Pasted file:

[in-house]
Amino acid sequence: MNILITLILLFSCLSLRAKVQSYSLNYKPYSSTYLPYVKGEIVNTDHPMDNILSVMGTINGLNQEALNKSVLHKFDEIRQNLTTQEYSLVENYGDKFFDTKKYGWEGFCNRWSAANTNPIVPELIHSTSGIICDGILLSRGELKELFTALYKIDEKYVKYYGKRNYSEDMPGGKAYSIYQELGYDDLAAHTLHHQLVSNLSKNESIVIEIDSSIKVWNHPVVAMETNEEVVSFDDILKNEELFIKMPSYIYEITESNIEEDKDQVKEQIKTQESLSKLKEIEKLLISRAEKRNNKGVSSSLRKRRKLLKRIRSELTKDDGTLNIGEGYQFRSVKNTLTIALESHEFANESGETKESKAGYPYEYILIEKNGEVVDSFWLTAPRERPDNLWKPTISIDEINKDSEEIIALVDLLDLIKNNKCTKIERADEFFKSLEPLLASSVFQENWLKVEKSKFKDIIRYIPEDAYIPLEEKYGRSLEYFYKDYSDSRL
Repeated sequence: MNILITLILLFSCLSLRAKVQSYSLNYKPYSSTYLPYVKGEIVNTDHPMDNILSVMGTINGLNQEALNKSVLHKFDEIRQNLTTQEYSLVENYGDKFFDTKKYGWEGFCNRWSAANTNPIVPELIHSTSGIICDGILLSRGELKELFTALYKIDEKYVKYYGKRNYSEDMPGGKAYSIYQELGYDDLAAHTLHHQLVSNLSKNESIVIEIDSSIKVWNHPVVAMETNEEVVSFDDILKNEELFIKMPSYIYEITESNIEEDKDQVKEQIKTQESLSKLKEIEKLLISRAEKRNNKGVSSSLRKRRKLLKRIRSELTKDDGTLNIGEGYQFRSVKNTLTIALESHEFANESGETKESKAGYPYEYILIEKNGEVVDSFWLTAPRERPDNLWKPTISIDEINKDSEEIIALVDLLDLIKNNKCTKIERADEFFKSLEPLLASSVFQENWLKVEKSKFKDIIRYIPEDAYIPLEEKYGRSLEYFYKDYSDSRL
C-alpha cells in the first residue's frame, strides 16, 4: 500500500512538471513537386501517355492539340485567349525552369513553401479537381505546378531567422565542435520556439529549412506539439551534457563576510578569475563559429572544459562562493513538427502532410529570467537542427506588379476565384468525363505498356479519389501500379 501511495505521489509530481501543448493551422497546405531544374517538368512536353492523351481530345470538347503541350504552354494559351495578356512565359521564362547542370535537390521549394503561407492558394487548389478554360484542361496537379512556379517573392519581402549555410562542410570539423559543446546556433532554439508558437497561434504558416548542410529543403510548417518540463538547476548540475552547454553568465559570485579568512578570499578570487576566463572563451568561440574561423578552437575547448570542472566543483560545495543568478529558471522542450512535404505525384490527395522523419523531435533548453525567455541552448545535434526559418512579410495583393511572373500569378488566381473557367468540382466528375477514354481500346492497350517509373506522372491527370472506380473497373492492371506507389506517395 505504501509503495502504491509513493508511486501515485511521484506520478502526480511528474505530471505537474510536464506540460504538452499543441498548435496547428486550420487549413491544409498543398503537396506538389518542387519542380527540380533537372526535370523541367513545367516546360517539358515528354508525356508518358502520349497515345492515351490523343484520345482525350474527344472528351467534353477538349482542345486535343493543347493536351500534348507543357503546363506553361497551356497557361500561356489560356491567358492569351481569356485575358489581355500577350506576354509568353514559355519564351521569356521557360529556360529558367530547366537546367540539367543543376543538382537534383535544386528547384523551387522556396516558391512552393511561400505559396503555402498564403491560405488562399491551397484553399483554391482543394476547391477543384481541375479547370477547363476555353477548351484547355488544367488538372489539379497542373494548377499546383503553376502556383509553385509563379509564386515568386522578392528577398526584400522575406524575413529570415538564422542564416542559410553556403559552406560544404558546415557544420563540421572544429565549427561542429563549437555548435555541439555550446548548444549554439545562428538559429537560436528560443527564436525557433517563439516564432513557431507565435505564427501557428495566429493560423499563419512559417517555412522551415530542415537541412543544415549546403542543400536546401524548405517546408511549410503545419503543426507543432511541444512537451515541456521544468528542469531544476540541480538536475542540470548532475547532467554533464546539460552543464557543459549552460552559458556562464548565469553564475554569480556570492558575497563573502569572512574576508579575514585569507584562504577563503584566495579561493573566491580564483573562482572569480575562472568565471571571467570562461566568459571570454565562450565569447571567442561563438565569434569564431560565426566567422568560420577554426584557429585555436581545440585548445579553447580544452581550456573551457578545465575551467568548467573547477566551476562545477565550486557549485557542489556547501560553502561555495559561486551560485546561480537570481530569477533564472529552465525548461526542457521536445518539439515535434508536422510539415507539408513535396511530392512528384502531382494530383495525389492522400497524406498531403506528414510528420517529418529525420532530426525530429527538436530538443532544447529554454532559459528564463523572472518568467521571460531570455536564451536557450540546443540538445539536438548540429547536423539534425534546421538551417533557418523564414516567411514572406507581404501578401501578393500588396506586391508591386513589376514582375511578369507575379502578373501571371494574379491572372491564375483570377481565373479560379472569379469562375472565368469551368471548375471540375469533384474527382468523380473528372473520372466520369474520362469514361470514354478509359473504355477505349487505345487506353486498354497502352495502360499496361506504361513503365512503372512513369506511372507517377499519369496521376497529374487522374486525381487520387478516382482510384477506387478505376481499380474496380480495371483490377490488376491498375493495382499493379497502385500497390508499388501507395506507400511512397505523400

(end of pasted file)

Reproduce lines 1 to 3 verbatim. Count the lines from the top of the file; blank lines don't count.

[in-house]
Amino acid sequence: MNILITLILLFSCLSLRAKVQSYSLNYKPYSSTYLPYVKGEIVNTDHPMDNILSVMGTINGLNQEALNKSVLHKFDEIRQNLTTQEYSLVENYGDKFFDTKKYGWEGFCNRWSAANTNPIVPELIHSTSGIICDGILLSRGELKELFTALYKIDEKYVKYYGKRNYSEDMPGGKAYSIYQELGYDDLAAHTLHHQLVSNLSKNESIVIEIDSSIKVWNHPVVAMETNEEVVSFDDILKNEELFIKMPSYIYEITESNIEEDKDQVKEQIKTQESLSKLKEIEKLLISRAEKRNNKGVSSSLRKRRKLLKRIRSELTKDDGTLNIGEGYQFRSVKNTLTIALESHEFANESGETKESKAGYPYEYILIEKNGEVVDSFWLTAPRERPDNLWKPTISIDEINKDSEEIIALVDLLDLIKNNKCTKIERADEFFKSLEPLLASSVFQENWLKVEKSKFKDIIRYIPEDAYIPLEEKYGRSLEYFYKDYSDSRL
Repeated sequence: MNILITLILLFSCLSLRAKVQSYSLNYKPYSSTYLPYVKGEIVNTDHPMDNILSVMGTINGLNQEALNKSVLHKFDEIRQNLTTQEYSLVENYGDKFFDTKKYGWEGFCNRWSAANTNPIVPELIHSTSGIICDGILLSRGELKELFTALYKIDEKYVKYYGKRNYSEDMPGGKAYSIYQELGYDDLAAHTLHHQLVSNLSKNESIVIEIDSSIKVWNHPVVAMETNEEVVSFDDILKNEELFIKMPSYIYEITESNIEEDKDQVKEQIKTQESLSKLKEIEKLLISRAEKRNNKGVSSSLRKRRKLLKRIRSELTKDDGTLNIGEGYQFRSVKNTLTIALESHEFANESGETKESKAGYPYEYILIEKNGEVVDSFWLTAPRERPDNLWKPTISIDEINKDSEEIIALVDLLDLIKNNKCTKIERADEFFKSLEPLLASSVFQENWLKVEKSKFKDIIRYIPEDAYIPLEEKYGRSLEYFYKDYSDSRL